ISDA supports the principle of increasing the attractiveness of clearing in Europe. Key to this is ensuring these services are efficient, properly supervised and well regulated.
ISDA notes the concerns expressed by the European Commission (EC) about reliance on non-EU jurisdictions and the desire to further develop the EU’s own financial infrastructure, particularly in light of Brexit. The EU should pursue a positive agenda to achieve this – one that creates a framework that fosters a competitive EU financial center, equips the EU with an open market structure commensurate with its status as home of the world’s second reserve currency, and enables market participants to choose between different services that meet their needs.
The EU’s clearing objectives can be achieved and its concerns addressed by pursuing this positive agenda. All stakeholders should seek to make the EU a place where market participants want to clear and choose to come to, rather than building barriers to accessing non-EU services.
This perspective has been echoed by the EC, including Mairead McGuinness, EC commissioner for financial services, financial stability and capital markets union (CMU), in her stated aim to “make the EU more attractive as a competitive and cost-efficient clearing hub, and so incentivize an expansion of central clearing activities in the EU”.
ISDA has proposed 15 specific and implementable actions that, taken together, would represent a positive and comprehensive strategy to boost the attractiveness of the EU clearing market.
Widen the range of market participants clearing in Europe:
Enable pension scheme arrangements (PSAs) to centrally clear;
Promote voluntary clearing by public entities;
Recalibrate the Undertakings for Collective Investment in Transferable Securities (UCITS) counterparty exposure limits to distinguish between cleared and non-cleared trades;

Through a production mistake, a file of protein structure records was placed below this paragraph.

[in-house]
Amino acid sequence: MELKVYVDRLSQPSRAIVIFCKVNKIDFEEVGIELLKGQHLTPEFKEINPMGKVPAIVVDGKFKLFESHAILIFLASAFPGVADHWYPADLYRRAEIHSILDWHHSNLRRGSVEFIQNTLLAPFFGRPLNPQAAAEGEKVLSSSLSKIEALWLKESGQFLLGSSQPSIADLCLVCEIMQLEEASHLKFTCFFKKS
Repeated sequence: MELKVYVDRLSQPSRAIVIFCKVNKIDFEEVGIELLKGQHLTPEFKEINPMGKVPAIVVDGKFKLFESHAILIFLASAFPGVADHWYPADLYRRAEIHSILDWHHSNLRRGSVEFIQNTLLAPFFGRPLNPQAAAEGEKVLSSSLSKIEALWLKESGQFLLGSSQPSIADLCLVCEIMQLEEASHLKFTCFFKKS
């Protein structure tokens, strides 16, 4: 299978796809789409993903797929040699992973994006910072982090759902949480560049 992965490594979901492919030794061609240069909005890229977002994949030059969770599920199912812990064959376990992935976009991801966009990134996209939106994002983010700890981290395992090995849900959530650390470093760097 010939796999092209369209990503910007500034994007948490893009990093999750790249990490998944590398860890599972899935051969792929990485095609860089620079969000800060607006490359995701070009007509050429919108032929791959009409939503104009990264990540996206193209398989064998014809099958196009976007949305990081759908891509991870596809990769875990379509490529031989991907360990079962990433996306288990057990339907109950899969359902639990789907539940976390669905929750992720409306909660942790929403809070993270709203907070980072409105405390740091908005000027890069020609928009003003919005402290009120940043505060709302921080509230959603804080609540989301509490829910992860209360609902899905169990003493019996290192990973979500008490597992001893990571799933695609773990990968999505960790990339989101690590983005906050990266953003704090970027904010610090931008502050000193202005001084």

Amend the Settlement Finality Directive (SFD) and Financial Collateral Directive (FCD) to expand eligible participants and collateral.
Give European central counterparties (CCPs) a competitive edge:
Pursue an approach to regulation of EU CCPs that supports competitiveness and innovation;
Provide harmonized central bank access for EU CCPs;
Support bankruptcy-remote initial margin (IM) with regulation;
Improve EU CCP operational processes;
Expand European Central Bank (ECB) operating hours of Target 2 (T2) and Target 2 Securities (T2S);
Encourage the EC to promote anti-procyclicality tools for collateral haircuts, which will boost confidence in EU CCPs;
Remove unnecessary barriers to clearing in Europe:
Harness the potential of post-trade risk reduction (PTRR) services;
Protect intragroup transactions;
Prevent duplicative and conflicting requirements for international firms;
Promote international openness by amending rules on recognition of third-country CCPs;
Fill gaps in crisis management powers over systemic CCPs.
Not all of these measures require legislative change, and some could be implemented relatively quickly – for instance, steps to nudge public entities to clear, an operational decision to widen the T2 window and some practical adjustments to supervisory approaches. EU CCPs are already working to improve operational processes.
At the same time, this is a comprehensive agenda, and all the components have a role to play. Individual steps will not guarantee an immediate increase in the EU share of euro clearing, but the roadmap as a whole should deliver enduring, positive change.